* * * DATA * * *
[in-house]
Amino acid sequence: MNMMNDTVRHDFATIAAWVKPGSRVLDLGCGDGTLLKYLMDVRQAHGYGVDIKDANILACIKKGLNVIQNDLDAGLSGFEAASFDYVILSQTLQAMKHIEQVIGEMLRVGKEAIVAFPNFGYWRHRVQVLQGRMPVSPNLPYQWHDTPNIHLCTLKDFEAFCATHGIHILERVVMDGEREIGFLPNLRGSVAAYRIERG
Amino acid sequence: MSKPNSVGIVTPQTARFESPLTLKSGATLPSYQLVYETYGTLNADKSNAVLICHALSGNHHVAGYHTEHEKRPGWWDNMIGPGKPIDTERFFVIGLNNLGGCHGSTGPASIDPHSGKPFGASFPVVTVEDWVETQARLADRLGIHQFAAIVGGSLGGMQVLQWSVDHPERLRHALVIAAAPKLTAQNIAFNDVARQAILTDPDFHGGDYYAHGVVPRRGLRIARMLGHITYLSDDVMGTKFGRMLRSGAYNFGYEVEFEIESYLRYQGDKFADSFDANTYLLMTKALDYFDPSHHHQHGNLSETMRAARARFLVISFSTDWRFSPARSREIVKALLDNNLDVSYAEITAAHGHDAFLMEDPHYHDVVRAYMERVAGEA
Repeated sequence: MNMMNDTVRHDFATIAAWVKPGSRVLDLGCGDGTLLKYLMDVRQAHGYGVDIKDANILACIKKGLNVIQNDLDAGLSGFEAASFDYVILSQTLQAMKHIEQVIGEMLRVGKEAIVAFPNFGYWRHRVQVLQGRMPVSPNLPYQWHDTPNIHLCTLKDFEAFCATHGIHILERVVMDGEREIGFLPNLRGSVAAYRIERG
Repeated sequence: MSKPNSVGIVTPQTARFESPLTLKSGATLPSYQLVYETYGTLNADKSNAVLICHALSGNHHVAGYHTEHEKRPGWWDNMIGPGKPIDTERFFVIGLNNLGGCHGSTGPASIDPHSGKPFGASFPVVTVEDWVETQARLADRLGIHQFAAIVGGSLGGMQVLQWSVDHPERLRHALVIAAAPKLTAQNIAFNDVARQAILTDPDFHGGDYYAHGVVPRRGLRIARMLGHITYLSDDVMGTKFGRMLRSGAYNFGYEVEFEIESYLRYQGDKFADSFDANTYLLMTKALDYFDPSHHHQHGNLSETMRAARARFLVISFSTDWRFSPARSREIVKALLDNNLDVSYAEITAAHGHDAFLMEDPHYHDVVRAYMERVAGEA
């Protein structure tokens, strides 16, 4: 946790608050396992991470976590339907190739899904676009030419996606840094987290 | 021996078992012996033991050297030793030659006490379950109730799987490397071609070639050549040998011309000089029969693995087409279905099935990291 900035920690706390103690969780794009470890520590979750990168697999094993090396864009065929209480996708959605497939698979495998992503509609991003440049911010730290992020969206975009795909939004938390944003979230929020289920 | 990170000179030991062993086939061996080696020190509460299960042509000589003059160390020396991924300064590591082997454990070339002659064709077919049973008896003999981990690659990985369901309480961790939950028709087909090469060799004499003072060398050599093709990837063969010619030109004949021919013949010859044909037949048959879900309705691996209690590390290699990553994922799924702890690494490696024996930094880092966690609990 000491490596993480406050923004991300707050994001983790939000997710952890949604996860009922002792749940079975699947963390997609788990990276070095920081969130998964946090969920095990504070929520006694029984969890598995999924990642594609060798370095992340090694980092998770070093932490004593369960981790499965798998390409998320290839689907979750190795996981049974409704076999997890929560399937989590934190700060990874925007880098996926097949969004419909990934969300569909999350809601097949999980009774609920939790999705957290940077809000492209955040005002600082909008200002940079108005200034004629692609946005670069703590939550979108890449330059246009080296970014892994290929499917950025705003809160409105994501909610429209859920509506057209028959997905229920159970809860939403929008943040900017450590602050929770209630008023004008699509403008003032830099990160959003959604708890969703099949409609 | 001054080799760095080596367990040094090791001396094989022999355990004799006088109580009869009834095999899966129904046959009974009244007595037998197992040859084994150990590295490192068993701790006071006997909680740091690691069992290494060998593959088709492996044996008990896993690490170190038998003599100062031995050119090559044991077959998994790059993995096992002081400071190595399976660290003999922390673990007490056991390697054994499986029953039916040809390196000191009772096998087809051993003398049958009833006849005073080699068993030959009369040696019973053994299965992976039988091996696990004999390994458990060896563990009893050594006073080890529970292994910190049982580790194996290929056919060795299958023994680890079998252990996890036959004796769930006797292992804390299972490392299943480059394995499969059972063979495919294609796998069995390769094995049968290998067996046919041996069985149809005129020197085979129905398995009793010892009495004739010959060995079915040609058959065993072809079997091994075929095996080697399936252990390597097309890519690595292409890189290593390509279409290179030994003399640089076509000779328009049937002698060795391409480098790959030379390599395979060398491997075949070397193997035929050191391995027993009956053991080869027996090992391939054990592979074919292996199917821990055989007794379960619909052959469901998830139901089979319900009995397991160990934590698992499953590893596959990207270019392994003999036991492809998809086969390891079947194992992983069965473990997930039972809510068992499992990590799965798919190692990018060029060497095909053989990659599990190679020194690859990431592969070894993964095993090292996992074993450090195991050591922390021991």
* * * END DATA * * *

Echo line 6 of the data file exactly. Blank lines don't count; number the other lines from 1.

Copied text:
């Protein structure tokens, strides 16, 4: 946790608050396992991470976590339907190739899904676009030419996606840094987290 | 021996078992012996033991050297030793030659006490379950109730799987490397071609070639050549040998011309000089029969693995087409279905099935990291 900035920690706390103690969780794009470890520590979750990168697999094993090396864009065929209480996708959605497939698979495998992503509609991003440049911010730290992020969206975009795909939004938390944003979230929020289920 | 990170000179030991062993086939061996080696020190509460299960042509000589003059160390020396991924300064590591082997454990070339002659064709077919049973008896003999981990690659990985369901309480961790939950028709087909090469060799004499003072060398050599093709990837063969010619030109004949021919013949010859044909037949048959879900309705691996209690590390290699990553994922799924702890690494490696024996930094880092966690609990 000491490596993480406050923004991300707050994001983790939000997710952890949604996860009922002792749940079975699947963390997609788990990276070095920081969130998964946090969920095990504070929520006694029984969890598995999924990642594609060798370095992340090694980092998770070093932490004593369960981790499965798998390409998320290839689907979750190795996981049974409704076999997890929560399937989590934190700060990874925007880098996926097949969004419909990934969300569909999350809601097949999980009774609920939790999705957290940077809000492209955040005002600082909008200002940079108005200034004629692609946005670069703590939550979108890449330059246009080296970014892994290929499917950025705003809160409105994501909610429209859920509506057209028959997905229920159970809860939403929008943040900017450590602050929770209630008023004008699509403008003032830099990160959003959604708890969703099949409609 | 001054080799760095080596367990040094090791001396094989022999355990004799006088109580009869009834095999899966129904046959009974009244007595037998197992040859084994150990590295490192068993701790006071006997909680740091690691069992290494060998593959088709492996044996008990896993690490170190038998003599100062031995050119090559044991077959998994790059993995096992002081400071190595399976660290003999922390673990007490056991390697054994499986029953039916040809390196000191009772096998087809051993003398049958009833006849005073080699068993030959009369040696019973053994299965992976039988091996696990004999390994458990060896563990009893050594006073080890529970292994910190049982580790194996290929056919060795299958023994680890079998252990996890036959004796769930006797292992804390299972490392299943480059394995499969059972063979495919294609796998069995390769094995049968290998067996046919041996069985149809005129020197085979129905398995009793010892009495004739010959060995079915040609058959065993072809079997091994075929095996080697399936252990390597097309890519690595292409890189290593390509279409290179030994003399640089076509000779328009049937002698060795391409480098790959030379390599395979060398491997075949070397193997035929050191391995027993009956053991080869027996090992391939054990592979074919292996199917821990055989007794379960619909052959469901998830139901089979319900009995397991160990934590698992499953590893596959990207270019392994003999036991492809998809086969390891079947194992992983069965473990997930039972809510068992499992990590799965798919190692990018060029060497095909053989990659599990190679020194690859990431592969070894993964095993090292996992074993450090195991050591922390021991």